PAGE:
Former Chief Justice Joe Azzopardi, the person Prime Minister Robert Abela is insisting on as the new Commissioner for Standards in Public Life despite the Opposition’s steadfast objections, has told The Shift he is not concerned that almost half of Parliament opposes his nomination.
Speaking to The Shift on Monday, the former Chief Justice said, “In the past, there were Presidents of Malta who were elected with a simple majority. I don’t see any issue if this also happens in my regard. All that matters is that once I take my oath of office, I follow to the letter what is expected of me.”
Asked whether he would accept the nomination without consensus in the House, Azzopardi insisted that “if elected according to the law, then I will accept to carry out the job”.
Azzopardi, however, stressed the only thing bothering him about the ongoing controversy over his nomination was his being described as “inefficient”.
“It is a complete lie that I am not efficient. In my 17 years as a Judge, I decided 3,713 cases. That is quite a record,” he stressed.
“It is also a lie that the number of appeals increased when I was Chief Justice. This is not true, as during my tenure, the Court of Appeal was the most efficient court in many years. So, whoever is saying that I’m not efficient is wrong and is lying.
“In this whole debate, I really cannot understand why the Opposition is ready to accept me as an Ombudsman but not as Standards Commissioner,” Azzopardi remarked in a dig at the Nationalist Party, whose MPs will also be subject to his scrutiny should his nomination go through.
According to the current Standards Commissioner law, the person nominated to the position is to be appointed by a two-thirds vote in Parliament.
However, in a twist being deemed as anti-democratic, Prime Minister Abela is now proposing to change the law to allow for a simple majority vote, which is always won by the government, if two-thirds of MPs are unable to agree on the nomination on the first two attempts.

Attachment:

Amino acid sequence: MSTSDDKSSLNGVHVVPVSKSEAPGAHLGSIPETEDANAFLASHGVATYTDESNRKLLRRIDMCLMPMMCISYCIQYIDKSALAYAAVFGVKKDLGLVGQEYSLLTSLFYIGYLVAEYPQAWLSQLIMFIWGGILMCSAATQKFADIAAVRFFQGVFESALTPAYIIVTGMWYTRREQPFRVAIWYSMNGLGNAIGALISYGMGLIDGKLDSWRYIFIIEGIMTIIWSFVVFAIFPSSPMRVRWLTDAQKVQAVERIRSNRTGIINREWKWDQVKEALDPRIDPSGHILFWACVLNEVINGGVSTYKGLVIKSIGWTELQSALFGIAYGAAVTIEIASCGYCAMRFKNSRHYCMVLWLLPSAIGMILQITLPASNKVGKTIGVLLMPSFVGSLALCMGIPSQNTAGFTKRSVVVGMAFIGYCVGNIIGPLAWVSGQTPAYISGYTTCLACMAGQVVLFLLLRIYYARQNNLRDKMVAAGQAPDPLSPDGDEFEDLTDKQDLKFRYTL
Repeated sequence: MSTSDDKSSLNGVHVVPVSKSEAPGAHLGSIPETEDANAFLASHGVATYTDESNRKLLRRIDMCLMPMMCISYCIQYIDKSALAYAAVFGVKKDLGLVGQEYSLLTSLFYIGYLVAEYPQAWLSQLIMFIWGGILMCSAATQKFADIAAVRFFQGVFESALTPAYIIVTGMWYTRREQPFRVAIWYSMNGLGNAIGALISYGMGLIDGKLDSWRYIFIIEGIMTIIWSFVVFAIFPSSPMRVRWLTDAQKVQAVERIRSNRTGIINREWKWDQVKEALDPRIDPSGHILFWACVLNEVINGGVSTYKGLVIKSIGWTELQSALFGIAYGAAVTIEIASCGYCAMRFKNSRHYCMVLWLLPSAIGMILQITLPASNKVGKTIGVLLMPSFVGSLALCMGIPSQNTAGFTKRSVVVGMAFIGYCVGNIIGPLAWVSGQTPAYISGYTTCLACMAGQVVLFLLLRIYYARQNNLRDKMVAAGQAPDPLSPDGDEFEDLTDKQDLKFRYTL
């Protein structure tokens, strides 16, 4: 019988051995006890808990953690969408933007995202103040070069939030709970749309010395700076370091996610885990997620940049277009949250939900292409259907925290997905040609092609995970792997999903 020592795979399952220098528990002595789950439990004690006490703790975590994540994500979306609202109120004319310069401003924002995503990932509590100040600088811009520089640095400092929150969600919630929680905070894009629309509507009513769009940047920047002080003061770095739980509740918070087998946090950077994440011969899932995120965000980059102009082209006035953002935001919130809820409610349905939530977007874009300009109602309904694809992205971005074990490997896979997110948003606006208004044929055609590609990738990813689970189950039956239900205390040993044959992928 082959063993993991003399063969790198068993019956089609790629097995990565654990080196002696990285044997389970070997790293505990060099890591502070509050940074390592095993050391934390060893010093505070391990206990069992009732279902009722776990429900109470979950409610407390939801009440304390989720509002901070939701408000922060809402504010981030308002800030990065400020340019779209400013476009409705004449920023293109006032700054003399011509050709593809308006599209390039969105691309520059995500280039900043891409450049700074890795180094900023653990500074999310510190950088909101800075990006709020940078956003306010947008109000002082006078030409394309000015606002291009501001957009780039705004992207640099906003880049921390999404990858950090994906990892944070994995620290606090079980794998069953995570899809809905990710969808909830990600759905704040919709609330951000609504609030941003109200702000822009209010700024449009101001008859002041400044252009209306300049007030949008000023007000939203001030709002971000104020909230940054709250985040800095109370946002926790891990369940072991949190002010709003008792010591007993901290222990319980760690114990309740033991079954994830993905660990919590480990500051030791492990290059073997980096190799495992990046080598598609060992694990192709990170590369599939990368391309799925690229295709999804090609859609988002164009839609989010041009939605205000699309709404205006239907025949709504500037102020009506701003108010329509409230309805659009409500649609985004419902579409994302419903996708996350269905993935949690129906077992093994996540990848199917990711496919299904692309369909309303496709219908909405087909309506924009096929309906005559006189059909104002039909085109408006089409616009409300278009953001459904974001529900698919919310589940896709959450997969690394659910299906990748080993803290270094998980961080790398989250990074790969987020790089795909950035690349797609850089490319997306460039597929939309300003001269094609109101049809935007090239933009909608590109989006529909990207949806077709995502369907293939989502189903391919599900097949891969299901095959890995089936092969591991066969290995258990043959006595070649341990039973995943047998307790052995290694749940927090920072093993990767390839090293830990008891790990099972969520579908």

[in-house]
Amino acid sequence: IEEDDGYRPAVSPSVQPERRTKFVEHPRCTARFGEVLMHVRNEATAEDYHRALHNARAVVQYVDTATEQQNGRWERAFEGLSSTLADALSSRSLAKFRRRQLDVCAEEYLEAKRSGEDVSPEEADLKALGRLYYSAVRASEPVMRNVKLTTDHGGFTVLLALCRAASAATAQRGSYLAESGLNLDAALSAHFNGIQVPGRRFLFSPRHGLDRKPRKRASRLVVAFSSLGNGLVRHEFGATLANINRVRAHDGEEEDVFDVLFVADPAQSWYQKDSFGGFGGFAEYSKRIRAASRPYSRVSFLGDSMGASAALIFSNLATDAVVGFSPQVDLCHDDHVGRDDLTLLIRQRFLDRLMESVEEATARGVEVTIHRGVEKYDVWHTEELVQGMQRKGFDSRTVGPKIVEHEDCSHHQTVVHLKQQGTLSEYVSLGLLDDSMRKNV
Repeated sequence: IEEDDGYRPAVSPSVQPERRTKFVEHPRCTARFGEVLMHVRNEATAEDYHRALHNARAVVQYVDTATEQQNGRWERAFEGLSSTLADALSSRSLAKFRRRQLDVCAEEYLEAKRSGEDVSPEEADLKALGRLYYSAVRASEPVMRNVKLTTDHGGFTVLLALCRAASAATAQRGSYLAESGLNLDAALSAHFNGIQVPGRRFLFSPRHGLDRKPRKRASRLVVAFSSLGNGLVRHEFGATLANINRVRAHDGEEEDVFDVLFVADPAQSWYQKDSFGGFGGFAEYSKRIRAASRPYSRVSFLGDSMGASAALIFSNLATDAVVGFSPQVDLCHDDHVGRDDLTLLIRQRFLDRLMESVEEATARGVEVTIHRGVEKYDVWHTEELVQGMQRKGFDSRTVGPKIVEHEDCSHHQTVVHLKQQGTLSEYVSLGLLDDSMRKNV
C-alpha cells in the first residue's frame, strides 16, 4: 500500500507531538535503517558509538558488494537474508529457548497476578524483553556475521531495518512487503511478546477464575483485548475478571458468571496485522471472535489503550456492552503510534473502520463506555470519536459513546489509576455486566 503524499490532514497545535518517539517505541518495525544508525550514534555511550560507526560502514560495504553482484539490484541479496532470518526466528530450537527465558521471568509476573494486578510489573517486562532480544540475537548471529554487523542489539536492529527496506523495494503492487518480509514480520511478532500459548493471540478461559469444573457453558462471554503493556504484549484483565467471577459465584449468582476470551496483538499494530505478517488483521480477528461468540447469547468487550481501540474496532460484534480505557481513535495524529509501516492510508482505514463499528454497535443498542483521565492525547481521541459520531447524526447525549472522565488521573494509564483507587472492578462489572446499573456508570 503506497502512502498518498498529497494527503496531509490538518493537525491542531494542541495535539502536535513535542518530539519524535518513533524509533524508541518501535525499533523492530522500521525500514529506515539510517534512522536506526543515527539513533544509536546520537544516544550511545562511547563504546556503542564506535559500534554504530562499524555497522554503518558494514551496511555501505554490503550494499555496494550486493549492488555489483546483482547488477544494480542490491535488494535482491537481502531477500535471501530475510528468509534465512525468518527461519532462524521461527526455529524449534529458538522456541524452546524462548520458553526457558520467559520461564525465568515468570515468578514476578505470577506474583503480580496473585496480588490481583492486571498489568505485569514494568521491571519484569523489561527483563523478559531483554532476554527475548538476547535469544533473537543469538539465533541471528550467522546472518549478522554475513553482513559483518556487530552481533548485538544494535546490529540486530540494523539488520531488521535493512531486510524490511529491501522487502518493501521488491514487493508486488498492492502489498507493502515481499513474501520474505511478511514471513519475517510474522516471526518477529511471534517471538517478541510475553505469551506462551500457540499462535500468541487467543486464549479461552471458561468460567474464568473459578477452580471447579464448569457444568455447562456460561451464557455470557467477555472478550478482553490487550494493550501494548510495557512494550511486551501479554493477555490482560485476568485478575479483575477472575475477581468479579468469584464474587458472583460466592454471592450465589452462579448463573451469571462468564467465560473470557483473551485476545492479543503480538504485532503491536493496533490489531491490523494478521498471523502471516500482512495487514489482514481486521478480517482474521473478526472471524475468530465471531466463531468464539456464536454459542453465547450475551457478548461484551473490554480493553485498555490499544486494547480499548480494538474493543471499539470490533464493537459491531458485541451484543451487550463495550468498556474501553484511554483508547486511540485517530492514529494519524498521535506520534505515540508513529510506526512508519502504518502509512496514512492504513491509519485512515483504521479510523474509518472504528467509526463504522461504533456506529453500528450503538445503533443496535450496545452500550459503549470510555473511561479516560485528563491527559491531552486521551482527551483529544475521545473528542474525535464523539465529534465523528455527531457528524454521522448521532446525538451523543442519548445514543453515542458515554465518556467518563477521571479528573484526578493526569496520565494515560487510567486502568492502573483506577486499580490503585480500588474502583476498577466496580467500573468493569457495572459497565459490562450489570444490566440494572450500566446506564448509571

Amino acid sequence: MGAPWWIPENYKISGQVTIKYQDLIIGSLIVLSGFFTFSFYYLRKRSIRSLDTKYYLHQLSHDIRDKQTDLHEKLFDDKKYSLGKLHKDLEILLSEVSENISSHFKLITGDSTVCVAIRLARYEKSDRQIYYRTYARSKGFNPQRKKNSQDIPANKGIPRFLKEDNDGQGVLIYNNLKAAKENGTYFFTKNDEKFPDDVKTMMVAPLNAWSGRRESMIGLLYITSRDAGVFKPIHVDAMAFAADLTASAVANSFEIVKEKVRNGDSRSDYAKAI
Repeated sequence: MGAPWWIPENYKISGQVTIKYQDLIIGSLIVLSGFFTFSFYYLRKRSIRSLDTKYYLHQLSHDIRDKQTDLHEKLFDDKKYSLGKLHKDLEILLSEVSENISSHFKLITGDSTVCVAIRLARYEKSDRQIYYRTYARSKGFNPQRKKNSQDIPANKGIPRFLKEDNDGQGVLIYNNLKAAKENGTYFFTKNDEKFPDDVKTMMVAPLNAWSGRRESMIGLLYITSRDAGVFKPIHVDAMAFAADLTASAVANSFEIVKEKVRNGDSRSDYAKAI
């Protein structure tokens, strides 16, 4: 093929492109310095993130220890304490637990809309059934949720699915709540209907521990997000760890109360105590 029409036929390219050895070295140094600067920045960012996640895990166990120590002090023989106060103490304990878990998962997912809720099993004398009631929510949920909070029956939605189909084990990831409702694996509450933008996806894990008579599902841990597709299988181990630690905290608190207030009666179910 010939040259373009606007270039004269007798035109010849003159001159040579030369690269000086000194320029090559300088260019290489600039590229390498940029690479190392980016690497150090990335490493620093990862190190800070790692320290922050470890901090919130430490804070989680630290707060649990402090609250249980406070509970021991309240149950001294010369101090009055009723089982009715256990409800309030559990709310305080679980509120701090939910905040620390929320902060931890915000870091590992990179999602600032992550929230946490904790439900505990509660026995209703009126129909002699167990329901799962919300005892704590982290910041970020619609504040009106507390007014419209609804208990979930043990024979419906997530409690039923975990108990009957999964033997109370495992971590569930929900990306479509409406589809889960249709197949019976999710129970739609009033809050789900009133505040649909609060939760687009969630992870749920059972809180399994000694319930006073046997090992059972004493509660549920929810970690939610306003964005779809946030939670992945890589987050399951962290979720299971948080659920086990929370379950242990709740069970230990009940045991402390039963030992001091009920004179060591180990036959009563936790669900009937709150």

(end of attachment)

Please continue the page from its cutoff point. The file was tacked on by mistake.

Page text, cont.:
This would effectively pave the way for Azzopardi – a former Labour Party election candidate – to be installed as Standards Commissioner.
Asked whether he had reached some deal with the Prime Minister over the appointment, Azzopardi said, “The only deal I ever made in my life is with my wife.”
Azzopardi, who spent less than two years as Chief Justice, is known for his ‘don’t rock the boat’ approach.
The government increased Judges’ retirement age from 65 to 68 after Azzopardi’s retirement, and he was later handpicked by the government to handle a number of potentially embarrassing inquiries.
Azzopardi’s role will be to investigate complaints against Abela’s Cabinet members, and the job comes with a financial package of over €100,000, plus perks. This will top the pension he already enjoys as a former Chief Justice, which, unlike other pensions, is uncapped and pegged at two-thirds of the sitting Chief Justice’s salary.
The PN, which has opposed Azzopardi’s nomination from day one, has proposed three nominees for the post, including a former Labour speaker, as alternatives. They have all, however, been rejected by the Prime Minister.